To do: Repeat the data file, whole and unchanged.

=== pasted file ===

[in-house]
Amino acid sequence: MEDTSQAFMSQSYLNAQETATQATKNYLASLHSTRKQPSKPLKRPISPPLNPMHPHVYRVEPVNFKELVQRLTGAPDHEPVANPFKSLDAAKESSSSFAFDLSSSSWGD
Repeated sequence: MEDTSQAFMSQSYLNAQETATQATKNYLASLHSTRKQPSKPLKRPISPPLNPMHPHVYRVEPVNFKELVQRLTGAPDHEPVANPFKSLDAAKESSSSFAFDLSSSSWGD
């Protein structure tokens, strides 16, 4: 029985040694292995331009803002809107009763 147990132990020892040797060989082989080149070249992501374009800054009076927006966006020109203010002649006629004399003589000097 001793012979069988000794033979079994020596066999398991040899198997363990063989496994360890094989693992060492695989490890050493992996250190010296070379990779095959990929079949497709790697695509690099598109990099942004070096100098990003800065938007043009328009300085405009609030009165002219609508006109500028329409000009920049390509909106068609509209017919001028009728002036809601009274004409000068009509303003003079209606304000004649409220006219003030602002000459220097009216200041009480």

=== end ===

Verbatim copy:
[in-house]
Amino acid sequence: MEDTSQAFMSQSYLNAQETATQATKNYLASLHSTRKQPSKPLKRPISPPLNPMHPHVYRVEPVNFKELVQRLTGAPDHEPVANPFKSLDAAKESSSSFAFDLSSSSWGD
Repeated sequence: MEDTSQAFMSQSYLNAQETATQATKNYLASLHSTRKQPSKPLKRPISPPLNPMHPHVYRVEPVNFKELVQRLTGAPDHEPVANPFKSLDAAKESSSSFAFDLSSSSWGD
């Protein structure tokens, strides 16, 4: 029985040694292995331009803002809107009763 147990132990020892040797060989082989080149070249992501374009800054009076927006966006020109203010002649006629004399003589000097 001793012979069988000794033979079994020596066999398991040899198997363990063989496994360890094989693992060492695989490890050493992996250190010296070379990779095959990929079949497709790697695509690099598109990099942004070096100098990003800065938007043009328009300085405009609030009165002219609508006109500028329409000009920049390509909106068609509209017919001028009728002036809601009274004409000068009509303003003079209606304000004649409220006219003030602002000459220097009216200041009480």